The increases in tuition and fee prices in 2015-16 were, like the increases in the two preceding years, relatively small by historical standards. However, the very low rate of general inflation makes this year’s increases in college prices larger in real terms than those of 2014-15 and 2013-14. Significantly, and perhaps counter to public impressions, price increases are not accelerating over time. However, the average published tuition and fee price of a full-time year at a public four-year institution is 40% higher, after adjusting for inflation, in 2015-16 than it was in 2005-06.The average published price is 29% higher in the public two-year sector and 26% higher in the private nonprofit four-year sector than a decade ago.
As I write this, the 42nd Parliament has not yet begun sitting and yet the impacts of the new government continue to reverberate.The steady string of announcements since the election appears almost designed specifically to please the university community. Academics – and researchers more generally – seem particularly heartened by the change in tone from the, let’s just say, churlishness of the previous regime.
The new cabinet, sworn in on Nov. 4, includes not just a Minister of Innovation, Science and Economic Development, but also a Minister of Science, full stop. The day after the swearing in, the new Minister of Science, Kirsty Duncan, tweeted: “Looking forward to restoring science to its rightful place in government!”
If you imagine the typical college student as someone who just left a Canadian high school, you are increasingly wrong. “There’s no sort of linear path, and a lot of the assumptions about who chooses what type of training are being thrown out the window,” says Christine Trauttmansdorf, vice-president of government relations and Canadian partnerships at Colleges and Institutes Canada.
According to a new survey of more than 4,000 undergraduates at 10 community colleges across the nation, half of all community college students are struggling with food and/or housing insecurity. Fully 20 percent are hungry and 13 percent are homeless. These numbers are startling and indicate the need for a multi-pronged, comprehensive set of institutional, state, and local policies to alleviate the barriers presented by poverty, so as to improve educational success.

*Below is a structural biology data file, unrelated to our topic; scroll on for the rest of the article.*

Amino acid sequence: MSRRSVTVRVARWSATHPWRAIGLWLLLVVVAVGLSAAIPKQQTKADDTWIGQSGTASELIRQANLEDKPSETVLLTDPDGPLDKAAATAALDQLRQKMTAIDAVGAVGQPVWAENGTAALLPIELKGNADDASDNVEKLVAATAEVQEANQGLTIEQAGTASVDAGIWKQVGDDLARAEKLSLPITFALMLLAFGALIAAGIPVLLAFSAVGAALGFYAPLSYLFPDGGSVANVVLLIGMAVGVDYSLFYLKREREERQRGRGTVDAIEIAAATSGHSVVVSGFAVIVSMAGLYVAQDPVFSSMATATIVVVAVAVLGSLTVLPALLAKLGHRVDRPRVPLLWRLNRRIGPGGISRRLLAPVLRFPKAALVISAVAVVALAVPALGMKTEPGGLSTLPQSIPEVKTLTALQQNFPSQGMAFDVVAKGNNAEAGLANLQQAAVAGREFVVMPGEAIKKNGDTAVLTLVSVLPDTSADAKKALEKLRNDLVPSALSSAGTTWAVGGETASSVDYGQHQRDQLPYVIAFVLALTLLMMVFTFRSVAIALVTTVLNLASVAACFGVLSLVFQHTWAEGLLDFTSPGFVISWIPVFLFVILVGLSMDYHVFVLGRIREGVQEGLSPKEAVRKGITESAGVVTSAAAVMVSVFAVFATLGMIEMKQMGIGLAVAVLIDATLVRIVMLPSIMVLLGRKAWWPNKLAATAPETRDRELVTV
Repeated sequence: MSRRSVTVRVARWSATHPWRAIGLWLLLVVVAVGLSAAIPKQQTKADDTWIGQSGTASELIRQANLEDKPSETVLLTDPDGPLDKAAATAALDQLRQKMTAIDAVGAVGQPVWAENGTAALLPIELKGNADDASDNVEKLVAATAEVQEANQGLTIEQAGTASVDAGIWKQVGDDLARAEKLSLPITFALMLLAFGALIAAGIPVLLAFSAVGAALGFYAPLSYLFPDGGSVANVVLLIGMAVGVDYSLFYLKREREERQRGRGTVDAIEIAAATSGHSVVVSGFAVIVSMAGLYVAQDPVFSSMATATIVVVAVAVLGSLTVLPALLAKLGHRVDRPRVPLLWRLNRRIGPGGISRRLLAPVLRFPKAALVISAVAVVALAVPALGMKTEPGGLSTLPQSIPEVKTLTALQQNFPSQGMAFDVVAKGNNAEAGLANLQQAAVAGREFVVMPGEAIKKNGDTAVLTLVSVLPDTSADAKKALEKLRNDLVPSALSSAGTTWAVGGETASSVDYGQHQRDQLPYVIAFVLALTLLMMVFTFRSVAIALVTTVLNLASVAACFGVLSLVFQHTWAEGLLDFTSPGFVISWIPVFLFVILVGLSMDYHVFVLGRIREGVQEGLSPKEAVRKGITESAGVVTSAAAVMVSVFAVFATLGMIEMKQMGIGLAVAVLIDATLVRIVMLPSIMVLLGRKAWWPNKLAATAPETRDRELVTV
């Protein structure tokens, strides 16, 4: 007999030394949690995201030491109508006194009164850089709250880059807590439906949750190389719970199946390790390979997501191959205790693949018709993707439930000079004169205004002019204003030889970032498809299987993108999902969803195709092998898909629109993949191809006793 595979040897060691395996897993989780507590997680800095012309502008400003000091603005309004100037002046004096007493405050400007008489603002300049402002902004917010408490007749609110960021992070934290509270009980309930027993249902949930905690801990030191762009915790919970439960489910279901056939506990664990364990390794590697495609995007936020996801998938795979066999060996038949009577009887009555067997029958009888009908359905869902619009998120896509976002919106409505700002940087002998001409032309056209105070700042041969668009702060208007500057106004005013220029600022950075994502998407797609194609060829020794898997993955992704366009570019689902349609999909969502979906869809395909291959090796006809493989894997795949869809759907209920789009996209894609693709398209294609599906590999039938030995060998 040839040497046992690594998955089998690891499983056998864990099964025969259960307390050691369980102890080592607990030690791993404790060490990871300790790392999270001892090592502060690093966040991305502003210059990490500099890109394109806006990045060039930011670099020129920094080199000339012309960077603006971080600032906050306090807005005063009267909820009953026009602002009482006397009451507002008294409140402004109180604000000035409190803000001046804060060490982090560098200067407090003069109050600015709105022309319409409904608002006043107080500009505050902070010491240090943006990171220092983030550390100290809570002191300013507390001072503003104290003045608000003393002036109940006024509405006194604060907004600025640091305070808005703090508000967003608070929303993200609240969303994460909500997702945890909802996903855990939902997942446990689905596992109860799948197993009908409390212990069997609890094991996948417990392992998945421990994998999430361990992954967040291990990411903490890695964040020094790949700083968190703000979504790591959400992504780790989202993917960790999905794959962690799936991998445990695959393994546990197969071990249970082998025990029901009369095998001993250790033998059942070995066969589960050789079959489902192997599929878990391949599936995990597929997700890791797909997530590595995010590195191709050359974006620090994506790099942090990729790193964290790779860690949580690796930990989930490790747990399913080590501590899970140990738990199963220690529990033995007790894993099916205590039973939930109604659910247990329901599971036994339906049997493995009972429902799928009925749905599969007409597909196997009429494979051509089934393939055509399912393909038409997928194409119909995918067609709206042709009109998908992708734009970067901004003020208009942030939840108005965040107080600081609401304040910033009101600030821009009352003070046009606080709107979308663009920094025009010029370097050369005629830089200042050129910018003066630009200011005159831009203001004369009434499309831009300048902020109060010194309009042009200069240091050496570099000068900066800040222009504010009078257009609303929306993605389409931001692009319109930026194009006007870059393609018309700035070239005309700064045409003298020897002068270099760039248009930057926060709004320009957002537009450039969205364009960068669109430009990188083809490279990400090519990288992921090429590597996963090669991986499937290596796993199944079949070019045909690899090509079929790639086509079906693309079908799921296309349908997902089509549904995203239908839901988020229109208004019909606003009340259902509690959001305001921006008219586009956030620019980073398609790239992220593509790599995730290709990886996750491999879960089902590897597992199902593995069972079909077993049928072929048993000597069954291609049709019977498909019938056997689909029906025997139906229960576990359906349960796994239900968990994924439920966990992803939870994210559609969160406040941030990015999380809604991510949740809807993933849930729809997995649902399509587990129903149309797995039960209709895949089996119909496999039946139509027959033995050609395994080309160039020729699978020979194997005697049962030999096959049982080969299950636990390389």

The aim of this paper is to describe the technical issues to be addressed in enhancing the Programme for International Student Assessment (PISA) contextual questionnaires instruments for the PISA for Development (PfD) study. We discuss the conceptual framework for the contextual questionnaires used in PISA, describe the evolution of the PISA contextual questionnaires, review the measures used in several other international studies, and consider how the PISA data have been used to address the policy questions relevant to the OECD member countries. This research, alongside discussions with
key stakeholders, including those from participating countries, enabled us to identify seven themes in which the PISA contextual questionnaires could be enhanced and made more relevant for low- and middle-income countries: early learning opportunities, language at home and at school, family and community support, quality of instruction, learning time, socioeconomic status, and school resources. We discuss various options for enhancing these measures.
In this working paper, Earl and Timperley argue that evaluative thinking is a necessary component of successful innovation and involves more than measurement and quantification. Combining evaluation with innovation requires discipline in the innovation and flexibility in the evaluation. The knowledge bases for both innovation and evaluation have advanced dramatically in recent years in ways that have allowed synergies to develop between them; the different stakeholders can bring